By Rainbough Phillips, LMT, Owner of Breath & Balance Bodyworks

I am one of those people who likes to “talk muscles.” I regularly find myself describing to clients how to locate and self-massage pec minor, or explaining how piriformis contributes to sciatic pain. I am always looking for muscle animations on YouTube, reading up on how to stretch specific muscles, and double checking my own knowledge on origins and insertions. That is why I often call myself an “anatomy geek.”

A few months back I was working with a client who had pain and limited range of motion in his shoulder. He had spent thousands via insurance having the problem imaged, x-rayed, and diagnosed and had spent several months in physical therapy.

He actually came to my office in hopes of getting relief from the soreness brought on by his physical therapy exercises. At the end of the massage we were both surprised to discover that there was noticeable improvement in the shoulder. The massage, which had mainly been focused on relaxation, had decreased the pain and stiffness of his shoulder.

That led to us scheduling regular sessions focused on the problem shoulder. After a few weeks the benefits from massage seemed to have plateaued. The massages were still helpful for pain relief, but we were not getting any improvements in range of motion.

I had tried various modalities including myofascial release and sports massage. I had also explored every muscle that crossed the shoulder joint from origin to insertion for trigger points, and even thoroughly worked some of the muscles surrounding those.

Since I had worked to what appeared to be the extent of my own knowledge, I assumed that the problem was beyond my capacity. Perhaps there was some adhesion or bursitis that all the diagnostic imaging had missed.

A few weeks later my client contacted me again asking my opinion on some other treatments he had heard of. That was when I decided I would take another look at the “anatomy” of the situation.

I gave myself a rotator-cuff review. Everything was right where I had thought it was, so I went on to looking at upper arm musculature, neck muscles, and so on. It was when I got to the pecs that I had my “A-ha” moment.

Actually it was more of a “What is that?!” I found myself staring at a little tiny muscle that I was convinced I had never seen before.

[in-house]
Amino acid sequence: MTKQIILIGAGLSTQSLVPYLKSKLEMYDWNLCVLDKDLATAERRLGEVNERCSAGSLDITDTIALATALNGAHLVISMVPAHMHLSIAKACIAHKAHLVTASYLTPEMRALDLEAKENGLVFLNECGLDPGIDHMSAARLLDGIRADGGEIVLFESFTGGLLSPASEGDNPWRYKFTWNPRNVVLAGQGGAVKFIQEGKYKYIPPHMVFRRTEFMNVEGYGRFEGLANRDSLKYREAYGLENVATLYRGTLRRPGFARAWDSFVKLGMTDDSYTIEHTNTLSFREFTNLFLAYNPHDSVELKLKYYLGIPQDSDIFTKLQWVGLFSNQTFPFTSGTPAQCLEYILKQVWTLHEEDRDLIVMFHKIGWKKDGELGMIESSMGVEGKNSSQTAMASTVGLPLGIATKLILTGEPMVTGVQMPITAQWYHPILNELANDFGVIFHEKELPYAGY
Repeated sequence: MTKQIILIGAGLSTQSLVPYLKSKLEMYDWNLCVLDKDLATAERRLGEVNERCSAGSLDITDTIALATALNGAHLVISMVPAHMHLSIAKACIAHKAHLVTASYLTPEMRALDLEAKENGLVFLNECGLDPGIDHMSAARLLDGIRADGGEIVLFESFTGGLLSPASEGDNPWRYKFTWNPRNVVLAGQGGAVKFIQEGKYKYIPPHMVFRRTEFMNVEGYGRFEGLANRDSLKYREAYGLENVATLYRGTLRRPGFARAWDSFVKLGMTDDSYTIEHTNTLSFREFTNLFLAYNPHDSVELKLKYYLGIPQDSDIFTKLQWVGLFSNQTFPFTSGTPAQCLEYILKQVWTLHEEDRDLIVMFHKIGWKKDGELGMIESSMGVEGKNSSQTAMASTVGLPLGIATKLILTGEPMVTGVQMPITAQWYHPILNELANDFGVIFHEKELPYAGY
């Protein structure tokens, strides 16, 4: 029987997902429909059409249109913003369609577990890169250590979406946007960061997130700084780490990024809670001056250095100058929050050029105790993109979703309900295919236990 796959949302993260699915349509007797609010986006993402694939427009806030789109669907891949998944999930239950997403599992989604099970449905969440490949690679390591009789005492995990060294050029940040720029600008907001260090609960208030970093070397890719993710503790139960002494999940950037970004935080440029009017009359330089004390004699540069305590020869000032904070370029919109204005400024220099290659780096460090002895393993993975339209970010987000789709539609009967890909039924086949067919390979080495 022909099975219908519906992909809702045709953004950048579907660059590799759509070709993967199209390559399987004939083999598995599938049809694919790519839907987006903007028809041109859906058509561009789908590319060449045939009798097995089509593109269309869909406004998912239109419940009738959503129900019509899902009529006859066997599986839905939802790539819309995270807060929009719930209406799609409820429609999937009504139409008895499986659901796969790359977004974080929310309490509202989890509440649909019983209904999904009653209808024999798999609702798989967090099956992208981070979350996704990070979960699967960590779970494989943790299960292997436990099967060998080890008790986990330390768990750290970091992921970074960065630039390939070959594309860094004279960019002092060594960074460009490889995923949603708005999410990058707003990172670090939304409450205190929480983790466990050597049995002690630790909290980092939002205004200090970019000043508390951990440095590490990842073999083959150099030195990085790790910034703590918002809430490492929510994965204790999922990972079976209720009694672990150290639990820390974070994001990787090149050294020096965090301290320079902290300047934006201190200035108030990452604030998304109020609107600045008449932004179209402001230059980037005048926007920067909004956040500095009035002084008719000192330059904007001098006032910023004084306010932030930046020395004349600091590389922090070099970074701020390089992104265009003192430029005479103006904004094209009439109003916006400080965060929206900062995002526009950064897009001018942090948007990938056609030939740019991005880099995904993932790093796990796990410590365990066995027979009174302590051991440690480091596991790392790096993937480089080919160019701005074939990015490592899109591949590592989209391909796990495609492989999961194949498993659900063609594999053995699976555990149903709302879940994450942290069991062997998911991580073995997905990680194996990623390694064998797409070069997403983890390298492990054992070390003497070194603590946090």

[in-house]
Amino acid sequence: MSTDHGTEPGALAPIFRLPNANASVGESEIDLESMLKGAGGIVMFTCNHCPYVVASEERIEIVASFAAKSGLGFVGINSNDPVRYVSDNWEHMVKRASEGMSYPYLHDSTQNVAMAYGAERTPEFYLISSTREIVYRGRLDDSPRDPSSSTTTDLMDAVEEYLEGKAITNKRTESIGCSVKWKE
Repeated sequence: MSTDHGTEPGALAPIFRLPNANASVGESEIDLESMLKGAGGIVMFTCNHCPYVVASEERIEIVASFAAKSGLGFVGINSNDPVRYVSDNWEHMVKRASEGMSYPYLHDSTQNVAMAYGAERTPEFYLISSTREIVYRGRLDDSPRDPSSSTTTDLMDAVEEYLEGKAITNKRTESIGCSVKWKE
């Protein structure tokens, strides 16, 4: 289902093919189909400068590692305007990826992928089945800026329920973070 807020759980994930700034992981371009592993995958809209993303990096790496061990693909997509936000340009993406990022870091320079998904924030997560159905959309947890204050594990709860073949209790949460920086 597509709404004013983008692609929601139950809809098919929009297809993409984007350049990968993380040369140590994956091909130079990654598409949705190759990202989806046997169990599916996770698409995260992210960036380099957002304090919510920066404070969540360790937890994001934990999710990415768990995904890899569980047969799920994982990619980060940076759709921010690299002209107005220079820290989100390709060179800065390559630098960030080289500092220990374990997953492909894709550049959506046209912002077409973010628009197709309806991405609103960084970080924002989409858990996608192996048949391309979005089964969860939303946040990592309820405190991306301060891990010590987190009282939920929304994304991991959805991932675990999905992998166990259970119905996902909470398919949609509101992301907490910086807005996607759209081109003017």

When I read the name of the muscle, bits and pieces of an old memory started streaming back to me. The memory was of a palpation class over five years ago. The muscle was coracobrachialis, a little bitty muscle stretching from the coracoid process to midway down the humerus. Had I really palpated that muscle way back in massage school?

I did a little more research. It turns out trigger points in this muscle can cause major range of motion issues for the shoulder. This one tiny muscle made all the difference in my client’s treatment. Massage has now drastically improved my client’s range of motion in his shoulder.

What did I learn from this? I learned that even a self-described anatomy geek needs some anatomical review sometime. Not only does keeping my anatomical knowledge sharp make a huge difference in the quality of my work, but it has now made a big difference in the life of my client.

Rainbough Phillips is a semester II graduate of Lauterstein-Conway Massage School and has been practicing massage therapy for five years. She has worked in an amazing variety of environments including several physical therapy and chiropractic offices. She now runs Breath & Balance Bodyworks, a small yoga and massage business in Cedar Park, Texas. As the mother of a very active toddler, Rainbough passionately believes that everyone should know how to give a good massage.


Need an anatomy review? Lauterstein-Conway Massage School offers regular massage continuing education opportunities designed to refresh your memory. See what we’re offering now!